Many waters cannot quench love. Song of Songs 8:7
Two octogenarians, one from Germany and the other from Denmark, were an unlikely couple. They had each enjoyed sixty years of marriage before being widowed. Though living only fifteen minutes apart, their homes were in separate countries. Still, they fell in love, regularly cooking meals and spending time together. Sadly, in 2020, due to the coronavirus, the Danish government closed the border crossing. Undeterred, every day at 3:00 p.m., the two met at the border on a quiet country lane and, seated on their respective sides, shared a picnic. “We’re here because of love,” the man explained. Their love was stronger than borders, more powerful than a pandemic.
The Song of Songs offers an impressive display of love’s invincible power. “Love is as strong as death,” Solomon insisted (8:6). None of us escapes death; it arrives with a steely finality we can’t break. And yet love, the writer said, is every bit as strong. What’s more, love “burns like a blazing fire, like a mighty flame” (v. 6). Have you ever watched a fire exploding in feverish rage? Love—like fire—is impossible to contain. “Many waters cannot quench love.” Not even a raging river can sweep love away (v. 7).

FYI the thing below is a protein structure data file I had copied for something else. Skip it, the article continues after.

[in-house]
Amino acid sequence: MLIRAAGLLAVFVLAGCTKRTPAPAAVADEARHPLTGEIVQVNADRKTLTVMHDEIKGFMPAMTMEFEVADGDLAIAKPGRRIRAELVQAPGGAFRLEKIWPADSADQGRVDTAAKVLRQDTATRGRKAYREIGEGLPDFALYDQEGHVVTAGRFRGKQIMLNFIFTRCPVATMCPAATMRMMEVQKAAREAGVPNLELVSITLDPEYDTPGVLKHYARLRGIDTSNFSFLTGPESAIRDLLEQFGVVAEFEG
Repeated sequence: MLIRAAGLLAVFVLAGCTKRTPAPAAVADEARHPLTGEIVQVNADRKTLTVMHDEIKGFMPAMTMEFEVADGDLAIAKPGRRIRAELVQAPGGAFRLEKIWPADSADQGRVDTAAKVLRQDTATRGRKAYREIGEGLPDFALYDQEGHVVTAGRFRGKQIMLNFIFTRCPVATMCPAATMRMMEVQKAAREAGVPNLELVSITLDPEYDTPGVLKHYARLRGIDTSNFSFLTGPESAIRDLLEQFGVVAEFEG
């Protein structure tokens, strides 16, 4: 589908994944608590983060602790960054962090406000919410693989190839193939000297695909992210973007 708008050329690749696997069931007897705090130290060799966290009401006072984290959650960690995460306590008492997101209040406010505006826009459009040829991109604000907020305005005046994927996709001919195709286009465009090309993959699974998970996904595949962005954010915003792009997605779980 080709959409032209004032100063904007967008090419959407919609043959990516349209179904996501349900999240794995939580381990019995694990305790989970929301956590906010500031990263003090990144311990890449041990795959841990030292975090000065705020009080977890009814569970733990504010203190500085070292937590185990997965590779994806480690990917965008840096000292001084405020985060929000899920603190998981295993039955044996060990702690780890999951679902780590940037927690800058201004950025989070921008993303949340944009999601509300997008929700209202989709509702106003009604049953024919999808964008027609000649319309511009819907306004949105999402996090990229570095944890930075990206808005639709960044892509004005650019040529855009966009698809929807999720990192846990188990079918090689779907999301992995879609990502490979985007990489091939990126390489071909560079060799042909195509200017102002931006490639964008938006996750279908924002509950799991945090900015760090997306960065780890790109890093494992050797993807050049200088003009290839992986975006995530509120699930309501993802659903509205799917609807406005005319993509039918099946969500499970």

Human love, whenever it’s selfless and true, offers reflections of these characteristics. However, only God’s love offers such potency, such limitless depths, such tenacious power. And here’s the stunner: God loves each of us with this unquenchable love.
How does love in this life reflect the love shared by God the Father, Jesus, and the Holy Spirit? How do you sense God loving you now?
God, I need Your powerful, deep love. I need Your love that won’t be extinguished and won’t let me go. Will You show me this love today?
The Song of Songs, or Song of Solomon, has long mystified Bible students—particularly in terms of how we’re to understand its inclusion in the Scriptures. This sense of mystery has led to a variety of interpretations. Three main views are held regarding the purpose of the Song. One interpretation holds that it’s a metaphor describing God’s love for Israel and His care for her as His chosen people. Second, it’s historically been viewed by many Bible teachers to be a “type” (representative picture) of Christ and the church, perhaps even anticipating Paul’s expressions of Christ’s love for the church in Ephesians 5. Finally, it’s seen by some modern scholars as a celebration of the love between husband and wife and how that love manifests itself physically and intimately.